Shared values: On India and the U.S.

Source: The Hindu, TOI, Business Standard

Relevance: Indo-US relationship post-US exit from Afghanistan

Synopsis: India and US have their differences when it comes to the Afghan peace process. A strong Indo-US partnership in tech sector should be the way forward to out-compete China.


US. Secretary of State Antony Blinken’s day-visit to Delhi. Most of the discussion b/w Mr. Blinken and India’s External Affairs ministers, was focused on Quad cooperation in the Indo-Pacific, Afghanistan, and in discussing the state of democracy and rights.

Difference of views

Over Afghanistan

Although both India and the US agree that there is no military solution to conflict, and that neither country would recognize a Taliban regime that takes Kabul by force, differences persist. Like,

  • Continued engagement with Taliban: The U.S. continues to engage the Taliban in talks for a power-sharing arrangement, despite the Taliban leadership’s refusal to enforce a ceasefire, and stop attacks against civilians in areas they take over.
  • Perhaps the greatest worry for India is, the U.S.’s refusal to hold Pakistan to account for having given shelter to the Taliban.
  • U.S.’s announcement of a new “Quad” with Uzbekistan-Afghanistan-Pakistan on connectivity, but this is another cause for worry.
Views on QUAD

As per the US, Quad was not a military alliance, and that’s how India prefers to describe the grouping too. There is a wide scope of possible cooperative activities that the Quad can undertake, from vaccines to infrastructure to supply chain resilience.

  • The question, however, is how much of this can be operationalised at short notice. The Quad summit earlier this year, for example, promised that the US would help manufacture the Johnson & Johnson vaccine in India for export to Southeast Asia and elsewhere. This has not yet materialised.
  • Cooperation on infrastructure has also been slow to get off the ground, in spite of efforts by Japan and by the US in the past.

Whether New Delhi likes it or not, Washington’s eyes have turned eastward from Afghanistan, and, therefore, more pressure will be put on the Indo-US partnership.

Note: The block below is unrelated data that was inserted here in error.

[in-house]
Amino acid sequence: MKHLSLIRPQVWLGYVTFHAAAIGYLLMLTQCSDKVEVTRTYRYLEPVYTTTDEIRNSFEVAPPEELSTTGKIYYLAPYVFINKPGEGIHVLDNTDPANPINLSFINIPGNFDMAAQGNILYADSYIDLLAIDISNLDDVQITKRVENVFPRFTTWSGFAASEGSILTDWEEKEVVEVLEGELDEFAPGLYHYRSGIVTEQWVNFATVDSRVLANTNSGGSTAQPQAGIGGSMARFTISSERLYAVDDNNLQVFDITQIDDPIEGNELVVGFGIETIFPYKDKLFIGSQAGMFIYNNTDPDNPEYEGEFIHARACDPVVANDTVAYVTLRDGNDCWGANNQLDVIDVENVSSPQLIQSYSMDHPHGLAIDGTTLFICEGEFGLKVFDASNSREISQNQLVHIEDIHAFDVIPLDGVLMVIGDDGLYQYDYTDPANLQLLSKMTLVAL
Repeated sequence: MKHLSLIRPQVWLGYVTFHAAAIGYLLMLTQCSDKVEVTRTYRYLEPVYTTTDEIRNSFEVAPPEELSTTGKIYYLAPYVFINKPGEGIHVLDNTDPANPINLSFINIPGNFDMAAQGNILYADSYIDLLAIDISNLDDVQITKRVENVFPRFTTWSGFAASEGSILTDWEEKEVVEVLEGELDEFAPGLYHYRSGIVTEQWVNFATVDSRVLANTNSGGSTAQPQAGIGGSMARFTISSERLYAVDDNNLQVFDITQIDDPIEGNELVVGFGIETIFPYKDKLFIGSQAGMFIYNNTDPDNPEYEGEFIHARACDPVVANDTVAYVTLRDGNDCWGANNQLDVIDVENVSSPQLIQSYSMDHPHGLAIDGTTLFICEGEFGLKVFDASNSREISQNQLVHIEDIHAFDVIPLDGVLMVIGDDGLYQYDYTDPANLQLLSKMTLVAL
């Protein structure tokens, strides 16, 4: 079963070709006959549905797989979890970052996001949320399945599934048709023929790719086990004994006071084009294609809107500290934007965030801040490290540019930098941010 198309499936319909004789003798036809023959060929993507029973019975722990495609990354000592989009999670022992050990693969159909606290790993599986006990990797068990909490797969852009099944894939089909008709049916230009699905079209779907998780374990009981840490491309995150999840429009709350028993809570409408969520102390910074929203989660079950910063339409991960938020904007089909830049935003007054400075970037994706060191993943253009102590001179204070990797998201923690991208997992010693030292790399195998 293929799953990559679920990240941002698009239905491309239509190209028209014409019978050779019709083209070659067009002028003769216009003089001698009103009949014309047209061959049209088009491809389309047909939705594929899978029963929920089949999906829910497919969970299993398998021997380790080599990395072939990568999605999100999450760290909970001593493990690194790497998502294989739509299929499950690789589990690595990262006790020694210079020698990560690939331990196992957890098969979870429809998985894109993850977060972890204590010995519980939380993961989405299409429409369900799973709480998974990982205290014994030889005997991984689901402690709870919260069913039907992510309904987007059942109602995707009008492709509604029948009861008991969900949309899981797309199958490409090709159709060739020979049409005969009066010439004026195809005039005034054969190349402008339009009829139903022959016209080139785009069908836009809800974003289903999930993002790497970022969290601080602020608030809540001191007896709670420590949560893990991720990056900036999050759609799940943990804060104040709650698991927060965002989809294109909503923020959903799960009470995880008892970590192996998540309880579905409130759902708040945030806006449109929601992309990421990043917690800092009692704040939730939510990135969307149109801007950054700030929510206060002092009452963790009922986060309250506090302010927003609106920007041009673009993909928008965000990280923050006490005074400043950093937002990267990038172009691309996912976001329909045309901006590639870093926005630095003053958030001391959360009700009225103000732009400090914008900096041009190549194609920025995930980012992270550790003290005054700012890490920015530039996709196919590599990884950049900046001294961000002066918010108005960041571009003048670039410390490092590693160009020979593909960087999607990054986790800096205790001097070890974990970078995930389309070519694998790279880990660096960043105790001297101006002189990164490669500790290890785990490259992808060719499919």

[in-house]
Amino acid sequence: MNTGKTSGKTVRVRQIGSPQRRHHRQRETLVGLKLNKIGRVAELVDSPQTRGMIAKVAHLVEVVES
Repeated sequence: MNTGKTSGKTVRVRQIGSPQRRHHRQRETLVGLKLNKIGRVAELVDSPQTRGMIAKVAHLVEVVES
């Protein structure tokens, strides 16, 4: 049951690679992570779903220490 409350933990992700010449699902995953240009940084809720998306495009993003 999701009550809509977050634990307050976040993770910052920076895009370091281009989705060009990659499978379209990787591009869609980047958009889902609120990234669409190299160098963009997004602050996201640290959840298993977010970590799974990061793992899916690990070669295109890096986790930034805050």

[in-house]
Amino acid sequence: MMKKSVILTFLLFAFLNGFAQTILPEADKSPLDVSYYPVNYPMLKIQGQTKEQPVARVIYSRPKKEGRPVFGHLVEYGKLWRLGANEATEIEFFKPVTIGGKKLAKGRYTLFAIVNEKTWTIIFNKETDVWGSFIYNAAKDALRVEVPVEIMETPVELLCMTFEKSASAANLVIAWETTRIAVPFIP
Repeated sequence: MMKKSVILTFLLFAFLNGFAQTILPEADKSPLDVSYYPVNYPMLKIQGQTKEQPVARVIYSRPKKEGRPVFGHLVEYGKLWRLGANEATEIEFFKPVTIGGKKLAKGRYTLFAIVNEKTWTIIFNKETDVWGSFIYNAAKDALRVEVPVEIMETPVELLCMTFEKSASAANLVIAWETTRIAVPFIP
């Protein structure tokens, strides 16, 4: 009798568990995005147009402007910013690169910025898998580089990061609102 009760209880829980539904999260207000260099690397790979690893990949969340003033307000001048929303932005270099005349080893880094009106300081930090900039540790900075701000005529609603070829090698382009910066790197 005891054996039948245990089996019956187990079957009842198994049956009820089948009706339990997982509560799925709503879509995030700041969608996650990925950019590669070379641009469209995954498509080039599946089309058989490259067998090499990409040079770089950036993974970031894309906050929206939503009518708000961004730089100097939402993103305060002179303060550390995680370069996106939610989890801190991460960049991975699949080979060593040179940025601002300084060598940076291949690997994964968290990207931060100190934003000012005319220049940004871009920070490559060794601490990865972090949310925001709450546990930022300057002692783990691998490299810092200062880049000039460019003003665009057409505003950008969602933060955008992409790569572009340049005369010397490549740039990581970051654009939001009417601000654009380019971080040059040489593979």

All this comes as Wang Yi, the Chinese foreign minister, was meeting a nine-member Taliban delegation led by Mullah Baradar in Beijing.

The Taliban’s focus is to get China to pledge “non-interference” while China wants to get the Taliban to “fight” and clear out the Uyghur group, ETIM.

India’s future strategy

1]. US and India together can out-compete China: The US is not getting out of “forever wars” in Iraq and Afghanistan to engage in another one with superpower China. Similarly, India is not about to get into an armed conflict with China either.

  • But both countries together have a chance to ‘out-compete China.

India, therefore, needs to pay much greater attention to the most important working group of the Quad – on critical and emerging technologies.

2]. De-risking tech from China: India began de-risking (taking steps to make something less risky) its tech sector from Chinese influence only in 2020, because that was the first time we acknowledged the dangers of China’s “civil-military fusion” policies. That process is underway and has gathered traction. US recent tech and trade sanctions, and laws, makes it pretty clear that America is headed the same way.

For the moment, the quest is to make up for the global shortage of chips, semiconductors, and other hardware as well as 5G. There, the US is looking at working with Japan, Taiwan, and South Korea.

  • What is the military-civil fusion policy of China? The Chinese government’s military-civil fusion policy aims to boost innovation and economic growth via policies and other government-supported mechanisms, including venture capital (VC) funds, while taking advantage of the fruits of civilian innovation for China’s defense sector.

3]. Indo-US tech partnership: Not too long ago, Blinken outlined a US tech-foreign policy, which could be a huge opportunity for India. This includes reducing national security risks from emerging tech, building resilient and secure supply chains, and building tech partnerships.

India is a natural partner as it has a tech universe that just needs less government and more facilitation. For instance, Bangalore is doing more work on 6G than is generally known.

Terms to know:

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